A friend of mine from high school asked on Facebook a few days ago, “Why should I pay for your health insurance?” Because we have a certain amount of history together, I’m going to answer that question seriously instead of hiding or unfriending this person, which would be my normal inclination with anyone who has managed to reach our age without figuring this out.
So why should you pay for my health insurance? Lots of reasons.
Maybe because I pay for yours and your family’s, and I do it willingly. More than that, I insist on it. Who do you think has been churning the economic engine while you’ve had your career in the military? Who do you think has raised a stink when your benefits haven’t been funded, your institutions have been allowed to rot, your fellow service members’ coverages haven’t kept up with the dangers of the modern military age? I’ll give you a hint: It wasn’t anyone leaning “kinda libertarian on this one.”
Pat yourself on the back all you want for the planning or whatever that got you into a position where you don’t think you need to worry about paying for your own health care. But remember, I was there. I know just how much planning didn’t go into those choices. You lucked into this one, and you’re going to have to count on luck to keep what you’ve been promised.
To your fellow “Why should I” libertarians, you’re a slogan at best. There’s nothing special about you or the military that will keep them from cutting your benefits so they can keep more of “their” taxes. The only thing putting you one major illness away from bankruptcy, just like the vast majority of the rest of us, is that there are people out there who answer, “Why should I,” with, “Because to do anything else would be indecent.”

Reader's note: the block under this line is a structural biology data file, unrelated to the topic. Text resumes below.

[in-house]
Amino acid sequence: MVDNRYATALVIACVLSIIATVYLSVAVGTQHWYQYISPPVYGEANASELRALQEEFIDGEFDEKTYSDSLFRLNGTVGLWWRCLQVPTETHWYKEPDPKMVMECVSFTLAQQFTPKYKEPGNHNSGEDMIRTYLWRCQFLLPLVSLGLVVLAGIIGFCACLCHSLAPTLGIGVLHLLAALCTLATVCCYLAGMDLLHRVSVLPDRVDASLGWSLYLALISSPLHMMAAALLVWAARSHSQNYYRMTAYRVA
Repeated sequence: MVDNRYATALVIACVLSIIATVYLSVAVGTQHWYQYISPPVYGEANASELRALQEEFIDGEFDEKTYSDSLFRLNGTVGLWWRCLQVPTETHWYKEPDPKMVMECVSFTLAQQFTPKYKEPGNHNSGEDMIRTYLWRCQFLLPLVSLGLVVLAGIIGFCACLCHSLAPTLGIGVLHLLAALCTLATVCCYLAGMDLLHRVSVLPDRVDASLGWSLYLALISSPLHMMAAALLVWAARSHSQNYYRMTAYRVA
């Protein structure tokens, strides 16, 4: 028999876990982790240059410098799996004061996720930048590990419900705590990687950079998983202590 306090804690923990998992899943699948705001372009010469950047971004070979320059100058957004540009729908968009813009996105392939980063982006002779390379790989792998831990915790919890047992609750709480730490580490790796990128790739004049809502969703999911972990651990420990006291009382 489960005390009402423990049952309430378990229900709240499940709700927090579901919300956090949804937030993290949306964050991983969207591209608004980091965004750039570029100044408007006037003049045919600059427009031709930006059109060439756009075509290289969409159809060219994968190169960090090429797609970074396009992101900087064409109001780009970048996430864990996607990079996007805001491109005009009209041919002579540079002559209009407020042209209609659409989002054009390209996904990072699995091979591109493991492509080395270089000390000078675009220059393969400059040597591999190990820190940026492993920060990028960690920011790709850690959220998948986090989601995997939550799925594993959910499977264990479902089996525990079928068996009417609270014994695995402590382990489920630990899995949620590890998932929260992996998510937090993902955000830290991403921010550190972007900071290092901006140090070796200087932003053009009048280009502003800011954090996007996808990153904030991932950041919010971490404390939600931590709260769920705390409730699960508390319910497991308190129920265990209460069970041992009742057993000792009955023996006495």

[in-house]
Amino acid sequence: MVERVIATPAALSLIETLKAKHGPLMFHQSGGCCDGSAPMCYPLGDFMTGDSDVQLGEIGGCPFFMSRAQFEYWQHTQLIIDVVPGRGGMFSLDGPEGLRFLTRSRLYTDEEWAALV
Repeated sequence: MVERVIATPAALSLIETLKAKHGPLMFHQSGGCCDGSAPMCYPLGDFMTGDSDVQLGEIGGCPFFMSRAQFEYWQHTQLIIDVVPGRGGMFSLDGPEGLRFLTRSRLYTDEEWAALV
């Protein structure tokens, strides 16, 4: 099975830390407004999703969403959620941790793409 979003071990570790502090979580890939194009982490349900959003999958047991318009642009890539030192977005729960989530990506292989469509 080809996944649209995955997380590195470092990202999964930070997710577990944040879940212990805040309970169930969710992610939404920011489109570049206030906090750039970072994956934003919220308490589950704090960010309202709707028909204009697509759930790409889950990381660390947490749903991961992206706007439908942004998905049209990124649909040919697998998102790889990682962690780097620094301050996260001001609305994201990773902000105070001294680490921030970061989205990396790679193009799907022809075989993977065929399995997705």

If that isn’t enough for you, maybe you should pay for my health care because you already do. You pay more taxes because my insurance is untaxed. You pay more for products because my salary and benefits have to be enough to cover my costs. You pay the unemployed because I or others like me work enough hours to pay for everything, which keeps jobs from opening up. (It’s cheaper, after all, to pay overtime than to pay health benefits for another employee.) You pay for disability if the incentive structure of my private insurance is set up to prevent short-term problems over the life of my one-year contract instead of over my much longer lifetime.
Only right now, you’re paying way too much for my health care. You’re paying for the most inefficient health care and insurance industry in the world. Free market health care maximizes profit, not efficiency.
Or maybe you should pay because you want to protect your own health. Can you come up with a better breeding ground for epidemics than crowded emergency rooms full of infants, seniors, people with open wounds, and the immune-compromised? Can you come up with a better way to push people to those emergency rooms with serious illness than to make them unable to afford a trip to their doctor early in their disease? And how long were those people wandering around, ill and contagious but unable to afford care, before they were forced to seek treatment?
Or maybe you should pay because you think the U.S. should be a land of innovation and enterprise again. Because you understand that large companies are mostly buying small companies these days in order to add products and services, not innovating on their own, having slashed their research and development budgets and staffs over the last couple of decades. (If you don’t know that, I’m sure you have enough friends in R&D to find out what’s happened to their departments.) Small companies are currently driving innovation, if they haven’t throughout our history, but small companies pay more for health insurance and have the smallest of margins. People smart enough to change the world are smart enough to know what they risk by starting a company to pursue their ideas.
Or maybe, just maybe, you should understand that caring for one another, creating a better world for all, is what humans do. You should know that the point of this incredibly long adolescence of ours is socialization, becoming fit to take our places among the larger complex group, understanding both the advantages and responsbilities that this gives us. You should understand that claiming only the advantages while sniffing at the responsibilities is claiming the perpetual status of adolescent, which is why the grown-ups around you look so disappointed or angry when you say these things.
In other words, for as far as you’ve come and as much as you’ve accomplished, maybe it’s time to finish growing up.